ANYTOWN, USA – After months of what he calls "intense research" consisting mostly of late-night internet dives and watching conspiracy documentaries, local man Harold D. Nutter has declared the United States a complex Ponzi scheme, revealing his findings in a dramatic 2:00 AM blog post on his website, which usually features less ambitious content like "Top 10 Spots for UFO Watching."
Nutter's post, titled "The Great American Pyramid: Uncle Sam's Cash Cow!", posits that the founding fathers were not just political visionaries, but financial ones too, having the foresight to establish a country that operates on the principles of a classic Ponzi scheme.
“People think Bernie Madoff was a scandal,” Nutter wrote. “But that’s peanuts! The US has been playing the long game since 1776, baby!”
Nutter explains his theory: “It’s genius. You have the first thirteen colonies, right? They recruit other states to join in, promising prosperity and all that jazz. But the original colonies hold the most power, see? And the states keep getting added, but what’s happening is the new states support the older ones. And don’t get me started on Alaska and Hawaii – latecomers funding the continental executives!”
He furthers his argument with a series of increasingly bizarre, albeit amusing, points, claiming everything from the Louisiana Purchase to the annexation of Texas was a calculated move to keep fresh funds flowing into the country's coffers, supporting earlier "investors."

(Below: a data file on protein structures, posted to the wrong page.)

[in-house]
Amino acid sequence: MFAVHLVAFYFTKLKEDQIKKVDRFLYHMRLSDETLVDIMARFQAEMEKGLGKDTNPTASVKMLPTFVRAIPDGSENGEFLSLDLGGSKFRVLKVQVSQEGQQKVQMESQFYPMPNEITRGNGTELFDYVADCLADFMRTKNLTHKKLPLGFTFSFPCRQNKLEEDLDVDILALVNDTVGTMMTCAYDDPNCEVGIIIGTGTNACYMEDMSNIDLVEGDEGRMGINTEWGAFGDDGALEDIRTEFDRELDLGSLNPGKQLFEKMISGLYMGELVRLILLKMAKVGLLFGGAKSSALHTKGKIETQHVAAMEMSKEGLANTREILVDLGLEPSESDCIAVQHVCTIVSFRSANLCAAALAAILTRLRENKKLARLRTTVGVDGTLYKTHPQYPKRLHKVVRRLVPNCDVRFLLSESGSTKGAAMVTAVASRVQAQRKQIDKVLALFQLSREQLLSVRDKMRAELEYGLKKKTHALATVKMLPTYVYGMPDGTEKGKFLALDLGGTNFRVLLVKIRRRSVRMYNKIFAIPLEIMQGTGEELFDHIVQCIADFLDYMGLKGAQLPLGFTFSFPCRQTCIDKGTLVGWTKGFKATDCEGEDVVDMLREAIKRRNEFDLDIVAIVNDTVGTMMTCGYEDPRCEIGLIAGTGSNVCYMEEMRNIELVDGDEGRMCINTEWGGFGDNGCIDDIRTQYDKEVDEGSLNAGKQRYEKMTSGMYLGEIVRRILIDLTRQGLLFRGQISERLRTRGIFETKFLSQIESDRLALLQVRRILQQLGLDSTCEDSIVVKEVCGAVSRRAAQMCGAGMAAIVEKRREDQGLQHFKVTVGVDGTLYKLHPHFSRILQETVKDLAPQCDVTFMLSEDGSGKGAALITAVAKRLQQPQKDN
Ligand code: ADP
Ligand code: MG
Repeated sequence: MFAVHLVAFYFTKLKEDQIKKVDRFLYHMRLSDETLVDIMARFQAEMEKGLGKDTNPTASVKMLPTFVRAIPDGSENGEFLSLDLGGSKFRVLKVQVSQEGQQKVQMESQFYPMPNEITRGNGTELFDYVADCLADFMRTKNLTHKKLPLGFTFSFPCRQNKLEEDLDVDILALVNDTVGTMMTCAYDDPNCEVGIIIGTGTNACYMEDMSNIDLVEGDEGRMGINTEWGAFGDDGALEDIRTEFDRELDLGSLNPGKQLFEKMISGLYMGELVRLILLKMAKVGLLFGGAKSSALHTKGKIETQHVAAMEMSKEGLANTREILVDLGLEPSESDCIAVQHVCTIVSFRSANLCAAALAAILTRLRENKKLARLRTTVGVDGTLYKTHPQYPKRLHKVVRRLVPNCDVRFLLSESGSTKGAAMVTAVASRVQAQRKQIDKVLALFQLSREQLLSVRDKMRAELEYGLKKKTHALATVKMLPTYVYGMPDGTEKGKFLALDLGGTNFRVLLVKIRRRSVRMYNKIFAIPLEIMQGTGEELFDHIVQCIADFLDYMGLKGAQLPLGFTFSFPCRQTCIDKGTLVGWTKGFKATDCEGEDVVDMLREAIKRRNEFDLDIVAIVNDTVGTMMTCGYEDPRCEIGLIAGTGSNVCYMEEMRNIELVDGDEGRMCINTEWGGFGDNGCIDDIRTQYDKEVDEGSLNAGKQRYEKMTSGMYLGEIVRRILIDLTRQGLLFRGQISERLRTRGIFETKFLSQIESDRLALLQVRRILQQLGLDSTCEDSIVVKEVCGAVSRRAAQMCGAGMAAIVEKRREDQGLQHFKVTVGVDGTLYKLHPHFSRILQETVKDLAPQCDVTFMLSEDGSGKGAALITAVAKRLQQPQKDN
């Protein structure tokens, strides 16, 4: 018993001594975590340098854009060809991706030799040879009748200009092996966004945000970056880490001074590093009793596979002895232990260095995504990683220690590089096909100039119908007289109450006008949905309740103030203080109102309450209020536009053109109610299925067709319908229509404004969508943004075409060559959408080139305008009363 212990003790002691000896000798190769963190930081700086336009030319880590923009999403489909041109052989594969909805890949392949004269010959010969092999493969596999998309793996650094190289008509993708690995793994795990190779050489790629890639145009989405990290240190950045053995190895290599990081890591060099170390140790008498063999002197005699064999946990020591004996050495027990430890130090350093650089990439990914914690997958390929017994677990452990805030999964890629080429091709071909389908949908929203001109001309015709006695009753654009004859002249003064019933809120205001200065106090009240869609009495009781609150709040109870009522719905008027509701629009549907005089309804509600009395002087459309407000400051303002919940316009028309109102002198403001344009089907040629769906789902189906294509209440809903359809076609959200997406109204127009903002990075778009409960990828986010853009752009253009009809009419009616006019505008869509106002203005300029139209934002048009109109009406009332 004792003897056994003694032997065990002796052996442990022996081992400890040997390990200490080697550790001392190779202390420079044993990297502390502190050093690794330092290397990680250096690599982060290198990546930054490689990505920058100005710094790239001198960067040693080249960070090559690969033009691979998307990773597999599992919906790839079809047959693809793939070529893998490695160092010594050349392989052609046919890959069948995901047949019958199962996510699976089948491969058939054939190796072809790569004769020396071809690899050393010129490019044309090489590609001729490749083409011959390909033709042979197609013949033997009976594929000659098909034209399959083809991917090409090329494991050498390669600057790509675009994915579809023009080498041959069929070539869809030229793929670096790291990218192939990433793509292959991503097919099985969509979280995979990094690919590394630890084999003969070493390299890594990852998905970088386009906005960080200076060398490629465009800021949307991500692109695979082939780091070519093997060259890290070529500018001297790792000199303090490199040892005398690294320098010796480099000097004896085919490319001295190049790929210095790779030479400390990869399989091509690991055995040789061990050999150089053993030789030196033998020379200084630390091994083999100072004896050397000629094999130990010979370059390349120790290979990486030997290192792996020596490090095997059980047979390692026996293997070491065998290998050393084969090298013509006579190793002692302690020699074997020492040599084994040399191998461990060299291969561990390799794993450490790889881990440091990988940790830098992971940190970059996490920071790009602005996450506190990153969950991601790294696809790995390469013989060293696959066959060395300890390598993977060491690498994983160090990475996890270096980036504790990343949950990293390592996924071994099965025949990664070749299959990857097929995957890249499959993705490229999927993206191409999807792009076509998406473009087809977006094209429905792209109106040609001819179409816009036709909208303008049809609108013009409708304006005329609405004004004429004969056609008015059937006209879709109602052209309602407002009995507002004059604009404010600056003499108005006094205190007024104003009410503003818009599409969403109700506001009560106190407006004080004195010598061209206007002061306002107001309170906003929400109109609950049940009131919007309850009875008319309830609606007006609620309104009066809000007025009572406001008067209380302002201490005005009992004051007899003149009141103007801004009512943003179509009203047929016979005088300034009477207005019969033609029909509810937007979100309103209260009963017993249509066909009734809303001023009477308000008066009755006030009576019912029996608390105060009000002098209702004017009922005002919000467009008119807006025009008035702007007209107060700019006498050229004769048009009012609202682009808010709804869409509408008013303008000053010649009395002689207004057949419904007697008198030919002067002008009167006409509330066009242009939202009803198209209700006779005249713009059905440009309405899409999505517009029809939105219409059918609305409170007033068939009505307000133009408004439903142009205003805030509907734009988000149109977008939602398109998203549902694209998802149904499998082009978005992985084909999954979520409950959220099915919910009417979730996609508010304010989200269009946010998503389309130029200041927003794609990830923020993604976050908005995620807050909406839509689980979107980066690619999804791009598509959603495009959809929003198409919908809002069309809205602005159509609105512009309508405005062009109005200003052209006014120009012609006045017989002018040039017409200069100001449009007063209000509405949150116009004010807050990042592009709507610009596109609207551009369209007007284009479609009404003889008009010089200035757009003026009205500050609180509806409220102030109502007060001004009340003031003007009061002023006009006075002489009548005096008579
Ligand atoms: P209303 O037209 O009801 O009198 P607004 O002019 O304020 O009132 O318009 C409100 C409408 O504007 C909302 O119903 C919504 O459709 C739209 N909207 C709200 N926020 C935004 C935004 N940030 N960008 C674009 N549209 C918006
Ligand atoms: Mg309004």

“It’s all about recruitment,” Nutter insists. “Why do you think we have so many states, hm? Fifty states mean fifty streams of income. It’s all about the Benjamins!”
The blog post has since gained traction among social media users, leading to virality. While most readers recognize the satirical nature of the article, it has sparked a series of memes, and "PonziSchemeUSA" quickly became a trending hashtag on Twitter.
When reached for comment about the public reaction to his post, Nutter said, “See, I knew I’d wake the sheeple up! Next week, I’m exposing how the Transcontinental Railroad was just an elaborate ruse to sell more train tickets. Stay tuned!”
Economists, historians, and anyone with a basic understanding of government have clarified that the United States is, in fact, not a Ponzi scheme, but they have commended Mr. Nutter on his imaginative approach to historical and financial analysis.